Springfield, Ill., March 4, 2013 – Home may be where the heart
is, but where you live could affect your health.
“Regardless of geographic location, women who live in high poverty
areas or are uninsured are at greatest risk of being diagnosed with breast
cancer at a later stage,” said lead author Kevin Henry, Department of Geography,
University of Utah.
A team of
scientists was assembled by the North American Association of Central Cancer
Registries (NAACCR) to examine breast cancer stage at diagnosis among 161,619
women aged 40 years and older diagnosed in ten participating US states. The team’s findings are reported
in the current issue of the journal Health & Place.
Other studies have examined these
differences, but this is one of the largest studies completed that
looked at geographic predictors of late-stage breast cancer including travel
time and geographic access to mammography, Henry said.The team also found that health insurance
coverage and census tract poverty presented more substantial risks for
late-stage diagnosis of breast cancer than geographic access.
“Based on our findings, poverty and health insurance are showing
themselves to be important predictors of late stage breast cancer,” said Henry,
adding the study provided little evidence that geographic access measures were
associated with stage at diagnosis. “While geographic barriers are an important
concern when considering gaps in mammography screening and breast cancer stage
at diagnosis, we need to acknowledge that there are a complex variety of other
factors that can affect stage at diagnosis.”
Cancer survival is poorest when the disease is found at its latest
stages, which is why early detection is a critical component to improving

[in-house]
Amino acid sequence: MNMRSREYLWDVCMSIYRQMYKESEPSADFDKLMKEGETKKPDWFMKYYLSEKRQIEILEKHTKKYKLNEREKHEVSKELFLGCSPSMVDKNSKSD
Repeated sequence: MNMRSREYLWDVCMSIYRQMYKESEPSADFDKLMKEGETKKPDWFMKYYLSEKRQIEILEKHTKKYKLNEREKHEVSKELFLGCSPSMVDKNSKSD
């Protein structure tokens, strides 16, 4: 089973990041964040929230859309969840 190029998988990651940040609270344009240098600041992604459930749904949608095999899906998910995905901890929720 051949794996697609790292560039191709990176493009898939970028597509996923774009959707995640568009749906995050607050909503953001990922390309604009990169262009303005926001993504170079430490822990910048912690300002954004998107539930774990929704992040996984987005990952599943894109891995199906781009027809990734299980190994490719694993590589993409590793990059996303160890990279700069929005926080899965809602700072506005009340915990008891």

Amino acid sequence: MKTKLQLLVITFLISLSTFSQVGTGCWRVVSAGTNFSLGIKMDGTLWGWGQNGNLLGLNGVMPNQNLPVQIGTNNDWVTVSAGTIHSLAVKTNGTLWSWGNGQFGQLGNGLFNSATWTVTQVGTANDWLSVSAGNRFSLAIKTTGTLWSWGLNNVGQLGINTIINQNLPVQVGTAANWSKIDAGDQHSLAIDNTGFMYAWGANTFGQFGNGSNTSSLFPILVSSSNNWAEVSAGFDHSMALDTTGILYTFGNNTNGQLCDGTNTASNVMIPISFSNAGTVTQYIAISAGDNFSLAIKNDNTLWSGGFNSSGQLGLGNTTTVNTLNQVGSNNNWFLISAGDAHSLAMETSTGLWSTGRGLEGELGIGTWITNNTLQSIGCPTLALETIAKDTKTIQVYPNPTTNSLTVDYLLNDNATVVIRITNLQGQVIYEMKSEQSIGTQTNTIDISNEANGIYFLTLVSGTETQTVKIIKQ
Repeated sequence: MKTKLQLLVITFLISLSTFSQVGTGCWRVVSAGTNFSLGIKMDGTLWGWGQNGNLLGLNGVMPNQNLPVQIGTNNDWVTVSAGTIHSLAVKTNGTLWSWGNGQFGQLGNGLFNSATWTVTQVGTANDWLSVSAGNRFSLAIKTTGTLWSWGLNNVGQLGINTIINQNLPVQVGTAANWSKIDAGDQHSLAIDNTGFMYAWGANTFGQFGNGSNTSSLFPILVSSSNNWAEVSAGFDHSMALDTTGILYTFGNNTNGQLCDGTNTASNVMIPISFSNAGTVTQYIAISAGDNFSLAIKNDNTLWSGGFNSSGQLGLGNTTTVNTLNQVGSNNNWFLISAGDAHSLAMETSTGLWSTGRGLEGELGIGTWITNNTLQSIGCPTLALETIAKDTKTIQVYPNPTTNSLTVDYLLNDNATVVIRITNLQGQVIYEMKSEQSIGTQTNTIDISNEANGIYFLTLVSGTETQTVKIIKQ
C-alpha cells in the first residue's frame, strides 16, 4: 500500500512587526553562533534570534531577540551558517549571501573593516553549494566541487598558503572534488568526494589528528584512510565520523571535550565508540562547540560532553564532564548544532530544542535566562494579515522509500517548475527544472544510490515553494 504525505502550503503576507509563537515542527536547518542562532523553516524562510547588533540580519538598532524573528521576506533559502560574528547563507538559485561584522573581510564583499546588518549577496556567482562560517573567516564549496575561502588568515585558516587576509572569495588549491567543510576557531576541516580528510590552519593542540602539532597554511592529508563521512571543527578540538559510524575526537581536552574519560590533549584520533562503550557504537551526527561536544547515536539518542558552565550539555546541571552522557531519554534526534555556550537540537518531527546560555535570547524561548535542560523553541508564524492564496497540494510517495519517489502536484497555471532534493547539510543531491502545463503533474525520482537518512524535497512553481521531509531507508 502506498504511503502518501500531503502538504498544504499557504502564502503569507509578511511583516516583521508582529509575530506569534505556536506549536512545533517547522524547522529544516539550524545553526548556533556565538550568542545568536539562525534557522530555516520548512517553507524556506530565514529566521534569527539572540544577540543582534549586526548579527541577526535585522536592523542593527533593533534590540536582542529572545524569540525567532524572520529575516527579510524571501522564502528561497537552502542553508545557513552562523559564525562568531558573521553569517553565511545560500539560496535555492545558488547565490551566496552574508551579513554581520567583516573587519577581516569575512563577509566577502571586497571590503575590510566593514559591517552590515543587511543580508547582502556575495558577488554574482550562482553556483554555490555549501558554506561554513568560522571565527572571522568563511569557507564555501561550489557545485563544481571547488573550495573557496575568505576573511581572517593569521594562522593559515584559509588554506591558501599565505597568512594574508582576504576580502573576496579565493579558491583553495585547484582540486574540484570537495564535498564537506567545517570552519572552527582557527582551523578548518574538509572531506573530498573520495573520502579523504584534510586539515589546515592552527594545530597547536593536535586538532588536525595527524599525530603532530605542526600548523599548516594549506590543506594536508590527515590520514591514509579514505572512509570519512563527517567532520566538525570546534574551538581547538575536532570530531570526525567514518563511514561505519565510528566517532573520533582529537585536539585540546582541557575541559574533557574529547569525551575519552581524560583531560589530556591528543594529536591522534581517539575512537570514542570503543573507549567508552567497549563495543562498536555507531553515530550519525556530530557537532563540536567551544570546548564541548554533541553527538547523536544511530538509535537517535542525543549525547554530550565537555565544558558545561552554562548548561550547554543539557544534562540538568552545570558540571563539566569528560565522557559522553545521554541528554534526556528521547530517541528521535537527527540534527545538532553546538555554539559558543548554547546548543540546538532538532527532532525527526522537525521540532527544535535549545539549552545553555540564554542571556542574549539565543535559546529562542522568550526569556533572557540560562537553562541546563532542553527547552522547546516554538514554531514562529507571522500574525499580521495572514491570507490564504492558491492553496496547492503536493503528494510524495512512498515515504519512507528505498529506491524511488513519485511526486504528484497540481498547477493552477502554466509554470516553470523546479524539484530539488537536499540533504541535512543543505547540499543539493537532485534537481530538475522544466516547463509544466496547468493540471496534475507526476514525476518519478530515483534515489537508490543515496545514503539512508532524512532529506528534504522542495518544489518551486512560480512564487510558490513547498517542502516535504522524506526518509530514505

survival and quality of life following treatment after breast cancer. “We do not currently have the tools to prevent
breast cancer. But these results inform practical public health policy—focus
interventions on these high risk women with the aim of reducing existing
disparities in breast cancer survival,” said co-author Recinda Sherman, Department
of Epidemiology, University of Miami Miller Medical School.
“Quality cancer data is vital in the fight against cancer,” said
NAACCR’s executive director Betsy Kohler. “By harnessing cancer registry data, this
work has truly underscored the need for targeted interventions among uninsured
women and those living in low poverty census tracts regardless of geographic
NAACCR obtained financial support
for this study from Susan G. Komen for the Cure.
Established in 1987, the North American Association of Central Cancer
Registries, Inc. (NAACCR) is a collaborative umbrella organization for cancer
registries, governmental agencies, professional organizations, and private
groups in North America interested in enhancing the quality and use of cancer
registry data. Its goal is to set standards and build consensus for the
collection of uniform cancer data across the continent. All state and
provincial central cancer registries in the United States and Canada are